The Pitt Rivers Museum began working with the Powell-Cotton Museum to help it develop a Heritage Lottery Funded project ‘Looking Back to Find Them Looking Forward: The Visionary Powell-Cotton Sisters’.
The project focussed on ethnographic film and female collectors. In 1936 and 1937 two daughters of the founder of the Powell-Cotton Museum, Diana and Antonia Powell-Cotton, made ambitious collecting and filming trips to Southern Africa. The result was just under three hours of edited black-and-white 16mm film, accompanied by nearly 3,000 objects and 2,000 photographs. The films portray local ceremonies, craftworking, and family life in rural Africa through the eyes of the two women. Together they provide a unique record of the region at a crucial time in its history, before the full impact of the massive cultural changes brought about by missionization and colonial rule.
Girls stick skirt, fake eyebrows, beard and hair piece collected by the Powell-Cotton sisters and now in the Pitt Rivers Museum (1940.7.88, 91-93) © Pitt Rivers Museum
The sisters’ collecting practice was visionary in that it placed photography and film-making in a central role in the collection of material culture, something few other museum collections were doing at the time. As a result their collection represents a significant part of the film and museum heritage of the county. Until this new project, however, their achievements were not recognised in the galleries of the Powell-Cotton Museum.
The project culminated in a temporary exhibition of Angolan artefacts and archive film and photographs, co-curated with the Angolan Cultural Foundation and the Angolan Embassy, and in the development of a permanent exhibit to celebrate Angola and its culture.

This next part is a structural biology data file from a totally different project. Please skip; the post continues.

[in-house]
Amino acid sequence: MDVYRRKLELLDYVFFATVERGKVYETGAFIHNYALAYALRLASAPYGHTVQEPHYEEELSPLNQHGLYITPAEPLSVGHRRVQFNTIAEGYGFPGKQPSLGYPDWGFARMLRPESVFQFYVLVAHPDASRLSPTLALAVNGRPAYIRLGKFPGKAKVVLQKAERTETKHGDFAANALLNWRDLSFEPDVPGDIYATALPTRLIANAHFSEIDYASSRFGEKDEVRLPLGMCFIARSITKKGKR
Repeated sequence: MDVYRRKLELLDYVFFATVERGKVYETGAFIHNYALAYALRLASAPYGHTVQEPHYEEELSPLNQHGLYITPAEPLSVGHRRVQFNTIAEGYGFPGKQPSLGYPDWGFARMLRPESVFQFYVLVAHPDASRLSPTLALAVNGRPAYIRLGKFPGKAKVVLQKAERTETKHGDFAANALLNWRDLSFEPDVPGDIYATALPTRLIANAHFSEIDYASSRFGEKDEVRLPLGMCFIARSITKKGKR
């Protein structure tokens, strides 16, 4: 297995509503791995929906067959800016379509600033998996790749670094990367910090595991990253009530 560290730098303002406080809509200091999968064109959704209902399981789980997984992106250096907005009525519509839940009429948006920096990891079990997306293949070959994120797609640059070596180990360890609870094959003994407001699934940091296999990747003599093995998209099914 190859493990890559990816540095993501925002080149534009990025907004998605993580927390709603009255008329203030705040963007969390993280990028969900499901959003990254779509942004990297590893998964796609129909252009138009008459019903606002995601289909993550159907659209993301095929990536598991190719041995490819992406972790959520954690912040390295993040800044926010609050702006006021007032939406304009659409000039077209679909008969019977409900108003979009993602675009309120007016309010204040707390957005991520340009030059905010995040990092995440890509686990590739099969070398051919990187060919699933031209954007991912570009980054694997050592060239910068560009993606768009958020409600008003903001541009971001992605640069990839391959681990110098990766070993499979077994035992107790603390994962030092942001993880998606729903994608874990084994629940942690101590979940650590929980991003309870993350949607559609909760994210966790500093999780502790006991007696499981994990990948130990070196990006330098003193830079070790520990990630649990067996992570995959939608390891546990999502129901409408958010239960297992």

Pitt Rivers colleagues supported this project in several ways. Jeremy Coote, Head of Collections at the Pitt Rivers, wrote letters in support of the museum’s funding application, and provided ongoing professional advice throughout the project. Early in the project, colleagues from Powell-Cotton attended training days at the Pitt Rivers Museum to expand their knowledge of what is involved in creating exhibitions and to learn from Pitt Rivers staff about working with source communities. Pitt Rivers colleagues also contributed practically to the temporary exhibition, providing conservation and mount-making services, and sharing their knowledge of these areas with the Powell-Cotton team.
This initial engagement has formed the basis for an ongoing relationship between the two museums and an extension of the development partner relationship. More recently Andy McLellan, Head of Education at the Pitt Rivers, assisted colleagues at the Powell-Cotton in developing an education delivery plan as part of an upcoming funding bid, and Chris Morton, Curator of Photograph and Manuscript Collections at the Pitt Rivers, is providing continued advice and support to the museum as they undergo a leadership change.
There is a long history of cooperation between the two museums. In 1933 Antoinette Powell-Cotton was a trainee of Henry Balfour at Pitt Rivers. On accepting her he wrote, "If she can put up with odd jobs (some perhaps, very odd) and is not entirely disheartened by my lectures on Technology, she will probably get on all right".' She catalogued footwear and worked on the card index in 1933 and 1934. She also came and showed some of the films at the 372nd meeting of the Oxford University Anthropological Society held on 6 June 1940.